He finished the project and published a book. Soon afterward, he found himself living in Charlotte for six months and figured that, by comparison, photographing the southeast’s 40 peaks over 6,000 feet should be pretty easy. 

“I was like, ‘I’m here, I already did the 14ers,’” he recalled. “‘Seriously. How hard could doing the 40 over six be?”

Famous last words. As it turns out, flying the Appalachians is a lot harder than flying the much-higher Rockies. There are trees everywhere, meaning few safe places to land in case of emergency. The air holds more moisture, and judging the suitability of weather conditions requires more finesse. 

“I was more petrified flying in the Carolinas than in Colorado, just because of the weather, the clouds,” Fisher said. “If the engine quit, it really would have sucked.”

Luckily for him, that didn’t happen, so while there were some scary moments — once when flying on the Blue Ridge Escarpment, which is only 3,000 feet above sea level, fast and turbulent winds actually flipped his plane in midair — there were many more beautiful, tranquil ones. The pinnacle was on a flight near Marion during a calm, mostly cloudy day.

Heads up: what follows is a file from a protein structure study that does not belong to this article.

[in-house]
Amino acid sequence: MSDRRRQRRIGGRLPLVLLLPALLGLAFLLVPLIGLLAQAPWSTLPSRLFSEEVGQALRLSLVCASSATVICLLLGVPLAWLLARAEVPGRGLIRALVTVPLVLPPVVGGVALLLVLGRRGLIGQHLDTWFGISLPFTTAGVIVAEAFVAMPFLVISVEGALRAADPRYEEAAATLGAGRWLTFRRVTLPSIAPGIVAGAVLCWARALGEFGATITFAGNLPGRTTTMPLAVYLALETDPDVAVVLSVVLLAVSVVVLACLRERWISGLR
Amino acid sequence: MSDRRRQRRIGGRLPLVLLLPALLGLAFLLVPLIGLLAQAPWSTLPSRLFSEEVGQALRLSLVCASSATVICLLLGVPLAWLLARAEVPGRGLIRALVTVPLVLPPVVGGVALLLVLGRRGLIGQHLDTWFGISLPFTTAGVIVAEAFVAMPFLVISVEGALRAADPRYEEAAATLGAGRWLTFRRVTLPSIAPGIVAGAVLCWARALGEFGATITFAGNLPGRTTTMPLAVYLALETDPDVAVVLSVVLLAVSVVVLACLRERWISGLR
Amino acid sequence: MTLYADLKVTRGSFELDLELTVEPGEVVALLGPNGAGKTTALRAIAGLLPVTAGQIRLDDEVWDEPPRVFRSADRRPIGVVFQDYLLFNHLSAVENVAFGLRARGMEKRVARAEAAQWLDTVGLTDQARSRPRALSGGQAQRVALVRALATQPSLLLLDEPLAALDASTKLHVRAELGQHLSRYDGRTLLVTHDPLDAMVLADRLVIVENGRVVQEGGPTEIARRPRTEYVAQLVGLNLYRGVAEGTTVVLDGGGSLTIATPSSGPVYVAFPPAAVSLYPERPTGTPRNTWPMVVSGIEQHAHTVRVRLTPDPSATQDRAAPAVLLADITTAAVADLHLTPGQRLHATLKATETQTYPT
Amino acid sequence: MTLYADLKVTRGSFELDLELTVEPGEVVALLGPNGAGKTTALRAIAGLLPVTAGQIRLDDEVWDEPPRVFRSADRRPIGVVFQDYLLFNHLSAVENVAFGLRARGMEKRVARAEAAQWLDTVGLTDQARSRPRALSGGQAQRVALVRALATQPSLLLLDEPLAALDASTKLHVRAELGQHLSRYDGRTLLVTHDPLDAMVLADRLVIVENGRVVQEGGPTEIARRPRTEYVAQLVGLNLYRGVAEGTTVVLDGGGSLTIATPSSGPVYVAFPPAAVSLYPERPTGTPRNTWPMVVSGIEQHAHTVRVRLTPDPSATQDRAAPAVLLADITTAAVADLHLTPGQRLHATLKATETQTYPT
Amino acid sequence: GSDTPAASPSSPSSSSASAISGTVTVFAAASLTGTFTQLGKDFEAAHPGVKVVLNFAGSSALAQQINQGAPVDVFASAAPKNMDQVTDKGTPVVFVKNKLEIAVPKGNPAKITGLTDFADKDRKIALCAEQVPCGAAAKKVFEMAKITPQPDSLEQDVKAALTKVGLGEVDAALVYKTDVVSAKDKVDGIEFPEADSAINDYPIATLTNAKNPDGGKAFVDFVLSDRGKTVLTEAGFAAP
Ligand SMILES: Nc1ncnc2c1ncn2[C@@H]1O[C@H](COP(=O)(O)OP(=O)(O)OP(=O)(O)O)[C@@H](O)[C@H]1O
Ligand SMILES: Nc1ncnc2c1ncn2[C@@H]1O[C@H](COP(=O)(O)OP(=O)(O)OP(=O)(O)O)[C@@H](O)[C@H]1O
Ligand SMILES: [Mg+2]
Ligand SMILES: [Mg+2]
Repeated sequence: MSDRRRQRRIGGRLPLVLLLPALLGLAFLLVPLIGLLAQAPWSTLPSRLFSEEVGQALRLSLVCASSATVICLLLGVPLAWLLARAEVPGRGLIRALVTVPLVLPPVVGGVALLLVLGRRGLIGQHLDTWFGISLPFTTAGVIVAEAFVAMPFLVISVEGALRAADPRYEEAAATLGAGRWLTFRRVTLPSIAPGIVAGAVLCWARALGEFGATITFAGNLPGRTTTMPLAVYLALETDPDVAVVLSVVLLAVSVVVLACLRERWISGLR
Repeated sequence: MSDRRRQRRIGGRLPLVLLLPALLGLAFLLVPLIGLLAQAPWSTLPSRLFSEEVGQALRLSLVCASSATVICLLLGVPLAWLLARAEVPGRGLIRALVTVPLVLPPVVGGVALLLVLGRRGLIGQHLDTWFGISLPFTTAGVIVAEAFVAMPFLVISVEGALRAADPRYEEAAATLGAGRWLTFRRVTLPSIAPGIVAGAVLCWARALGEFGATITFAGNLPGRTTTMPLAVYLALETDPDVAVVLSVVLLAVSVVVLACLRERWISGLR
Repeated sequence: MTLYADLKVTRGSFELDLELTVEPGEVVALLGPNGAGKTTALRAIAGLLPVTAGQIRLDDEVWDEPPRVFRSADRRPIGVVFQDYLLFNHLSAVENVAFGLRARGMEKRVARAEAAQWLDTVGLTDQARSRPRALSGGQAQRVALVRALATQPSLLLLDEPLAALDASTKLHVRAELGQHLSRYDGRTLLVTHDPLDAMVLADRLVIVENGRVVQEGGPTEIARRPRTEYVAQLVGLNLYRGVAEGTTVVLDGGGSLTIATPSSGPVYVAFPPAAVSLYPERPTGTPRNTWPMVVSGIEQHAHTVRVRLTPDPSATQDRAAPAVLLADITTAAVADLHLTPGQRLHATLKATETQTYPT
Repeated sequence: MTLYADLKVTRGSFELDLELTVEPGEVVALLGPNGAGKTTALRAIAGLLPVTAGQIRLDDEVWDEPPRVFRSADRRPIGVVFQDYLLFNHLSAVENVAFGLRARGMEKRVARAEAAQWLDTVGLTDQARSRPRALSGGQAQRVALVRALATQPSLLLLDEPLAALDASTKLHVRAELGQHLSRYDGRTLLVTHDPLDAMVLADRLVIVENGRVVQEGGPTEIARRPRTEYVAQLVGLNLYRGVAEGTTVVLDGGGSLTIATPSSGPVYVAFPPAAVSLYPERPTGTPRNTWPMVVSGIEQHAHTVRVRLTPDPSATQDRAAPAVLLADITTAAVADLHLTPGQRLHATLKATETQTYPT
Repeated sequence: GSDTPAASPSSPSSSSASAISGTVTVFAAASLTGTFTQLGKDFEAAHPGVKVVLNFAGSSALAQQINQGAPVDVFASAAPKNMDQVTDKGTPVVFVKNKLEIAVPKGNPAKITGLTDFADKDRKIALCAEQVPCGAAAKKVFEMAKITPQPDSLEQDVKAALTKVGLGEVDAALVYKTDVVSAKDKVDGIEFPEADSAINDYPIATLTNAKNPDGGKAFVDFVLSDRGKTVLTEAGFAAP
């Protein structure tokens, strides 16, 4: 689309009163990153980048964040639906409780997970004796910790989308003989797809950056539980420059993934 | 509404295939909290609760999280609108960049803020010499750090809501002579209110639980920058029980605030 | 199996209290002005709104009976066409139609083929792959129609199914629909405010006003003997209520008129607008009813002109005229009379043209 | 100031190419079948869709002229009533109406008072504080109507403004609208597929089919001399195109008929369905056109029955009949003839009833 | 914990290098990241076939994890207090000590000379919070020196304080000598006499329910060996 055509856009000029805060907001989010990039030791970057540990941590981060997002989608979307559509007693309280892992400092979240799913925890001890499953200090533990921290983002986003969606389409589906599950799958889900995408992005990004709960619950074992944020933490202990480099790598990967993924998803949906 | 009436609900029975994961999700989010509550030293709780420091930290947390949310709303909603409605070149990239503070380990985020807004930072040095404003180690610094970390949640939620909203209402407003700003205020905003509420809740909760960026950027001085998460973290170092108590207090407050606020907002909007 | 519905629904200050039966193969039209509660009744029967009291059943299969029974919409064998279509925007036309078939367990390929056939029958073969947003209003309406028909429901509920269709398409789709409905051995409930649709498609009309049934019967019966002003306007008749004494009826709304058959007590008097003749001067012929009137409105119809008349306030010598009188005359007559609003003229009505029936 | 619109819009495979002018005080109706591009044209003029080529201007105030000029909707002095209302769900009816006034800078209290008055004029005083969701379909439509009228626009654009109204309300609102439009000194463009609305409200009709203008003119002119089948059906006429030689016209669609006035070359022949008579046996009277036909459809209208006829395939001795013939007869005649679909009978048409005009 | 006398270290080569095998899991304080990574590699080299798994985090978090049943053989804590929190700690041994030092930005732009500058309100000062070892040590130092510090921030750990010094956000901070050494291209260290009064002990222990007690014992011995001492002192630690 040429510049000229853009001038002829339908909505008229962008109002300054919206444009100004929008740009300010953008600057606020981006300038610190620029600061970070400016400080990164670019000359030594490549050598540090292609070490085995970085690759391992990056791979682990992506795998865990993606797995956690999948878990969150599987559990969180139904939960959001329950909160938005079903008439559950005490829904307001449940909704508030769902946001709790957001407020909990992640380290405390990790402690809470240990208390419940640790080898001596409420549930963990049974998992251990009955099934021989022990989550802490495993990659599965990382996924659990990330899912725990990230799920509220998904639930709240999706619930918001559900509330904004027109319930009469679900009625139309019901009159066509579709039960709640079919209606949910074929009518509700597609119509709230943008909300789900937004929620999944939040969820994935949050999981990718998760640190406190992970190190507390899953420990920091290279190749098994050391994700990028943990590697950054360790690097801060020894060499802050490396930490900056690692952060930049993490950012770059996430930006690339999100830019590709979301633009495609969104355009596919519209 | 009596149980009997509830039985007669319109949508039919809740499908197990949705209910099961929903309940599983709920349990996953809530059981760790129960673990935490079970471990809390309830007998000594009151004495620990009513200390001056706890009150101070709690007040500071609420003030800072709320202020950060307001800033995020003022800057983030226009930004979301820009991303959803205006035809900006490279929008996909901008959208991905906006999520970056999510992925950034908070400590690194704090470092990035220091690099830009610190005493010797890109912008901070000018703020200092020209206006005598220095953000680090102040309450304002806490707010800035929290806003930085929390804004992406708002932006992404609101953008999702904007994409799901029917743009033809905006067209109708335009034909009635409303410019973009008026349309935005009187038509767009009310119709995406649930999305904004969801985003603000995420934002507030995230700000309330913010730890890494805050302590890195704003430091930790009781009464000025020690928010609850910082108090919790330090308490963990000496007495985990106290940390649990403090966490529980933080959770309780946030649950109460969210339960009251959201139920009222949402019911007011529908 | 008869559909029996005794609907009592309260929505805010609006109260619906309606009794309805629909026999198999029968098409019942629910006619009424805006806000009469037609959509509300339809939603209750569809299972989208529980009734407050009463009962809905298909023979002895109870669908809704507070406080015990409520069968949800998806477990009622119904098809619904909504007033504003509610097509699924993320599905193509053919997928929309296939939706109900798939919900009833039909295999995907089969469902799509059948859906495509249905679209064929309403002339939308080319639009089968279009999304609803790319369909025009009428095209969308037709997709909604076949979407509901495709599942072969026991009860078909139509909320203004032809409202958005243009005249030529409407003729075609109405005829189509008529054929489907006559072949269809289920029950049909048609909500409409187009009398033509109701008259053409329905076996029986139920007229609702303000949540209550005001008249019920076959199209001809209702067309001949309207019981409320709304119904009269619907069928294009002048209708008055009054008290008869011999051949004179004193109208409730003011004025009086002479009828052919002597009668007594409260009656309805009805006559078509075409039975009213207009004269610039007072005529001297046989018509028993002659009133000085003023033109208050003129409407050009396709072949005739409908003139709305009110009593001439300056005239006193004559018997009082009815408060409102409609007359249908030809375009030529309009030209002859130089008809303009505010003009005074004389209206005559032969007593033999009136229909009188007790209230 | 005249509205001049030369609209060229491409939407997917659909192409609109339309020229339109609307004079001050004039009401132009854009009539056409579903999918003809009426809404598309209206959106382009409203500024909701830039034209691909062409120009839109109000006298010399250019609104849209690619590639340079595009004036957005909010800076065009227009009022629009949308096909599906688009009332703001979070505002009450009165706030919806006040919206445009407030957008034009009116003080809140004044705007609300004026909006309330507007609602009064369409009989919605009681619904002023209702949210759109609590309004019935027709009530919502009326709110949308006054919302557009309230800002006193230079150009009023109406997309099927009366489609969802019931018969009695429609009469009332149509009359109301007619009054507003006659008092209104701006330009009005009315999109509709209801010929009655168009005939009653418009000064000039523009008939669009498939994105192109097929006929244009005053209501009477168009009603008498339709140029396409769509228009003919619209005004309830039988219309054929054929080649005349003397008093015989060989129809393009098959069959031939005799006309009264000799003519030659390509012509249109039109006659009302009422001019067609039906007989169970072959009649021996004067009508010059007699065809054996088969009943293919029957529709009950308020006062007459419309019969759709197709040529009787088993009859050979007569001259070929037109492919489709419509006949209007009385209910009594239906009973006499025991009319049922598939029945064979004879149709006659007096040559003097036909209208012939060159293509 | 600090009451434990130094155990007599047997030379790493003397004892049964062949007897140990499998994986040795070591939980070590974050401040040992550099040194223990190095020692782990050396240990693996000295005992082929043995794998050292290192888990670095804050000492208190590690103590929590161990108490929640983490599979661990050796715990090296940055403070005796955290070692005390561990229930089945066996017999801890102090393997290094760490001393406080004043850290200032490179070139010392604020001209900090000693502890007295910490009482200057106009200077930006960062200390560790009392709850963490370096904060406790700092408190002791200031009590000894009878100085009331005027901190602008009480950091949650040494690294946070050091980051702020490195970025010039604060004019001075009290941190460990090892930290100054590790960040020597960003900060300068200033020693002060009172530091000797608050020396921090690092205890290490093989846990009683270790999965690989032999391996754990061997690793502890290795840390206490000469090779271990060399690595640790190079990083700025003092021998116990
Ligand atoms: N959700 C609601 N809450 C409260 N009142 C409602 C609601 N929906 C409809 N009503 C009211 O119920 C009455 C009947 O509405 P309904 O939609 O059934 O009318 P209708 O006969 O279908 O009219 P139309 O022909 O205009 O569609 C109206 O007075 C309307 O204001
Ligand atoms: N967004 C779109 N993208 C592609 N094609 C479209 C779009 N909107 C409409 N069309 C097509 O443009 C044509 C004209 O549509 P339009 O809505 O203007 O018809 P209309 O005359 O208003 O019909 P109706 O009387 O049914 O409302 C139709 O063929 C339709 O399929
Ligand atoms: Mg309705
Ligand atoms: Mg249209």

“I circled up through a hole in the clouds, and there was just this sea of beautiful light everywhere. Oh, it was just stunning,” he recalled.

There’s an air of discovery to the flying, a quest for places that would take days to access on the ground but can be reached in a matter of hours from the air. The views are sweeping, serene — but for Fisher, it’s not enough to get in a plane just for the sake of the flight. Having a finished product to chase is crucial.

“I’m kind of driven in that respect,” he said. 

Now, with five aerial photography books published — and seven photography books total — he’s got a total of 15 different projects in the works, some of which are mostly done and others that might never get started. 

“I’m looking for things that have not been done and are unconventional, and everything has to be pretty,” he said. “I won’t touch it if it’s not pretty.”

He sees his books as utilitarian, as well. Fisher recalls his frustration as a hiker at not knowing what views the trees obscured and his inability to attach individual names to the sea of blue-green peaks greeting him at overlooks. He hopes his books will act as an addendum to traditional hiking guides, a way for adventurers to put names with the views they see and experience an angle that’s impossible to get from the ground.